Thursday, September 13, 2007

Commentary: The Fourth Estate Snoozes

by Martin Holsinger

My friend Bernie is making trouble again. No, he’s not having to be a marijuana martyr, thank goodness. The DOJ appears to be too tied up in knots over Mr. Gonzalez’ departure to trifle with small change like Bernie at this point, especially since it’s starting to emerge that their prosecution of former Alabama Governor Don Siegelman was directed by Karl Rove. Siegelman was taken from the courtroom in chains and is being kept in prison pending his appeal, which is highly unusual in political bribery cases. Both these directives came from the benches of Bush-appointed judges, and the whole thing appears to be a politically motivated slapdown of an up-and-coming Democratic politician, especially since the DOJ ignored much larger illegal contributions to Alabama Republicans. Gee, I thought they only jailed opposition politicians in dictatorships…..but, I digress.

Bernie, although deprived of his right to vote due to his marijuana conviction, is working to make sure that those of us who can vote get our votes counted right. To this end, he wrote the following letter to the Nashville Tennessean on August 20, which I will take the liberty of quoting in its entirety, because it’s so well written. Apparently, Nashville’s newspaper of record had been asking its readers for story ideas. Here’s Bernie’s letter:

Mr. Silverman,

All of us appreciate your willingness to solicit comments and suggestions from your readership regarding issues of government improprieties, inefficiencies and insufferable ignorance that require immediate remedies. I am writing to reiterate a concern that many of us have written the Tennessean about for the past 2+ years, a concern that has only deepened in that time. The concern has to do with the inordinate influence over our election officials that electronic voting machine vendors hold and (most likely as a result) why the national concerns over the sanctity and security of our voting systems have obtained no traction here with our TN officials. Again, this is certainly not a new issue but it is one that is heating up nationally and placing Tennessee in the worst possible light. We need relief and your paper’s attention to the relationship between vendors and our election officials is one way to pursue that relief.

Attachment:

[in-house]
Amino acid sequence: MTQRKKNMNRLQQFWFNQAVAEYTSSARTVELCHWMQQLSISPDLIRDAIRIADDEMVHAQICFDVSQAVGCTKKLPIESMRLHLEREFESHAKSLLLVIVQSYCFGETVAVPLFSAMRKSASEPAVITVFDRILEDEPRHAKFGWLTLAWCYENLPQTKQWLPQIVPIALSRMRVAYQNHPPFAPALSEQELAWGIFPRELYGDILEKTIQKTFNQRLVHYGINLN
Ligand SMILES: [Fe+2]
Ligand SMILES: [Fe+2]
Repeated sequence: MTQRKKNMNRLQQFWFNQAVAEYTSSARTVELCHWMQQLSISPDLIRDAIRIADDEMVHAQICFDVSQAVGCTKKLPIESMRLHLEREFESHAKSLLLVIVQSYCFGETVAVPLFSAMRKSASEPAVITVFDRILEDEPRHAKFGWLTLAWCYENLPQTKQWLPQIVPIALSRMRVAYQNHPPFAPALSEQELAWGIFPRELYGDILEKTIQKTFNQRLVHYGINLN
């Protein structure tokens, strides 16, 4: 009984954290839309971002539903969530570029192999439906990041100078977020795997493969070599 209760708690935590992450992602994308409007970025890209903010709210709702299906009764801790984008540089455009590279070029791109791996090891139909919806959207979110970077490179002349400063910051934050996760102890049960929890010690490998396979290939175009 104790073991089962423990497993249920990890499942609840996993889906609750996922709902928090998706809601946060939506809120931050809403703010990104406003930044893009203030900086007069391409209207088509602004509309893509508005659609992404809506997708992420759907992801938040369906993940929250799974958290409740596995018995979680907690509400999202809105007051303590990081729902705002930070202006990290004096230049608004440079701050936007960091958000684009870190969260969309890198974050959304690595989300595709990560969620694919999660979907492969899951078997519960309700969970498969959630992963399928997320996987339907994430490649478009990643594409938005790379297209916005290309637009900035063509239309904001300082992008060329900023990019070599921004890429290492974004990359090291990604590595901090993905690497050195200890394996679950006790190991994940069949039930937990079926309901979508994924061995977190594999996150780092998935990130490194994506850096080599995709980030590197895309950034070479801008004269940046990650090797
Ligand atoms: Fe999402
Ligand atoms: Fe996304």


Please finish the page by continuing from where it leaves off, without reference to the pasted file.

Here are some of our concerns:

1) Brook Thompson, the TN State Election Coordinator, is the only state election official serving on the Board of Directors of the Election Center, a group founded with start-up funding by the voting machine companies which continues to promote nonverifiable voting systems that are now being rejected nationally. As other states have returned to more verifiable voting systems and/or have initiated ethics requirements for their public officials, those states’ officials have either voluntarily severed their involvement with the Election Center or have been forced to do so. Not so with Tennessee. Indeed, Mr. Thompson requires that our county election officials attend an indoctrination session run by the Election Center as part of their certification process and he has invited R. Doug Lewis, the Election Center director, to speak at many meetings of the TN Association of County Election Officials (TACEO).

2) TACEO itself deserves serious investigation. This organization is ostensibly composed of county and state election officials, but it also includes members from the voting machine companies, has its meetings heavily underwritten by those vendors and generally discourages citizens from attending their meetings where entirely public business (the business of administering our elections) is discussed. When a group of us asked to attend the TACEO meeting in Memphis two years ago, we had to pay over $2,500 to attend. While there, we witnessed the vendors wining and dining our election officials shamelessly, and we heard (from the podium) statements that these officials could accept anything the vendors had to offer re: gifts without violating state ethics rules since these county election officials are appointed and not elected.